James Watt CVO
British Foreign Policy after Brexit
James Watt CVO
How to read the future for Britain's external relations after the vote to leave the EU? All change, as familiar engagement with and through the European Common Foreign and Security Policy ends? Or no real change, applying the dictum that a country's essential interests remain the same, whatever the politics of the time may be? It depends on your perspective.
It used to be a commonplace when describing Britain's place in the world to emphasise how many “circles” the country belonged to, each one usefully overlapping the rest: the UN (with a permanent seat in the Security Council), the Commonwealth, NATO, the G7 and – famously – the European Union. The last one only for the past forty-three years, a mere blink of the eye if you are taking the long view.
In imagining Britain's place in each, we have to think of how the country's relative weight has itself changed over the years. No longer the weakening post-imperial giant, Britain has found stable rankings as a medium economic and military power, anchored in the European sphere, better connected than most with the world, but dwarfed in terms of size by the US and China, by India and by other developing countries. Britain was a founder member of all its circles other than the EU, and over the past one hundred years has worked hard to embed the favourable status quo of a rules-based world order, compensating for its steady loss of relative influence in the world.
Virtually all that underlying inheritance remains intact after the decision to leave the EU. But Britain's absence from the top table of the Union, where policies crucial to the country's interests will continue to be decided, signals a sharp drop in power in certain areas that have become the bread and butter of British foreign policy: regulation and standards in the entire extent of trade in goods and services. Departure from the comforting collectivity of the Common Foreign and Security Policy will itself expose the bareness of Britain's pretensions to having an independent foreign policy of its own. What until now has been a respectable membership of a consensus will become a slightly humiliating stance of “me too”, not unlike the perception of poodle status with the US that Britain has struggled to deny. Britain's adherence to a collective policy has given it and its European partners a weight which would not have existed otherwise: the careful, principled, slow-moving but solid common positions on such questions as Cyprus and Israel/Palestine are good examples, and the collective response to Russia's aggression against Ukraine, or the patient negotiations with Iran on its nuclear programme, are others.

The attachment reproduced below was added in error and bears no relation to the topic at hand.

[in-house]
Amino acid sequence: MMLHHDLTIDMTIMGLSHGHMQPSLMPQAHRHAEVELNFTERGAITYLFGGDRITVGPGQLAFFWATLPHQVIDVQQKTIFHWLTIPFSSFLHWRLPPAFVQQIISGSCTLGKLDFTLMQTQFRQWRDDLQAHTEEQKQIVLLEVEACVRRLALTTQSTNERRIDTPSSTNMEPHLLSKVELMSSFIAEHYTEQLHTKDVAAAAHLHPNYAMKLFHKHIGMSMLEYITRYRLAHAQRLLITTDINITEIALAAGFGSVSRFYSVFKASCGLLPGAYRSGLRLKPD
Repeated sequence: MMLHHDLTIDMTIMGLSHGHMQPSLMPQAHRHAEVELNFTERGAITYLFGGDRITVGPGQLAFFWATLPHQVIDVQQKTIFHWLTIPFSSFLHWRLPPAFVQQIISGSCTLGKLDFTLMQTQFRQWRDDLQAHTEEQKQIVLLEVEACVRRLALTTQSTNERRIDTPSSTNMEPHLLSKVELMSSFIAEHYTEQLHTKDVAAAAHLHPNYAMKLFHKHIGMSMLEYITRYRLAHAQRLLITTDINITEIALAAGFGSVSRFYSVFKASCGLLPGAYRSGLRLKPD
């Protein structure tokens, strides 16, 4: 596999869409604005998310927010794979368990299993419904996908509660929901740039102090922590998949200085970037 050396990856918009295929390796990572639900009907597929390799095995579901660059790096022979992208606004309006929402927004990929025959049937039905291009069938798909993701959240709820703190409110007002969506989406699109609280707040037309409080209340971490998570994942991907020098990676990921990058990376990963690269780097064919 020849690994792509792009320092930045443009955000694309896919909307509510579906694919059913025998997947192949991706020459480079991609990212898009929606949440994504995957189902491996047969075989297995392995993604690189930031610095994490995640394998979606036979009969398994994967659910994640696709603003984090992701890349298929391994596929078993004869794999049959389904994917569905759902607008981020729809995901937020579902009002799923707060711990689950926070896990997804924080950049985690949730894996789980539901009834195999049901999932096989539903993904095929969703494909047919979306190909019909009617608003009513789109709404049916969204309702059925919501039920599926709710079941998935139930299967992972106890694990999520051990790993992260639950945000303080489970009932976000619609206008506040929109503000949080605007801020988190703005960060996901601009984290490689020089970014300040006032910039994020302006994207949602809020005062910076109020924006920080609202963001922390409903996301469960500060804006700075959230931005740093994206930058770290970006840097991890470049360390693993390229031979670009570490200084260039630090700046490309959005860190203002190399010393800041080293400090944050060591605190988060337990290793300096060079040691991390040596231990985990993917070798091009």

And what of soft power, the fashionable alternative to a robust foreign policy? This, too, has been much invoked by those arguing that Britain continues to “punch above its weight” in the world. But what if that soft power is often a fleeting perception, a manufactured myth, that governments claim the credit for, but do not control and cannot protect if the hard realities begin to go wrong? Until the referendum, Britain – and above all London - basked in a reputation for relaxed, modern, cosmopolitan supra-nationalism, a beacon for progressive society in a world increasingly splintered by regressive identity politics. And overnight, Britain itself became the exemplar of nativist reaction and intolerance. These perceptions are overdone, in either direction, but nonetheless count for a great deal in the prestige or the image that a country seeks to project through soft power. The case for unorthodox “digital diplomacy”, brilliantly argued by Tom Fletcher in his recent book The Naked Diplomat, is right to show that global influence has become so diffused among non-state actors that governments barely get a look-in. Digital communications are essential to reach the generations now entering active political life. But an unending 24/7 skirmish in the twitter-sphere – about as far removed from the hard-power realities of foreign policy as you can get – does not exactly recall the achievements of a Metternich or a Bismarck.
What Britain needs above all at this stage, having been shaken out of the cocoon of EU membership, is principled, hard-nosed and visionary leadership, in foreign policy as much as in the debate on the United Kingdom's identity itself. Less spin, less self-delusion would help. More learning from history. There is time to get it right. But probably only one chance to do so.
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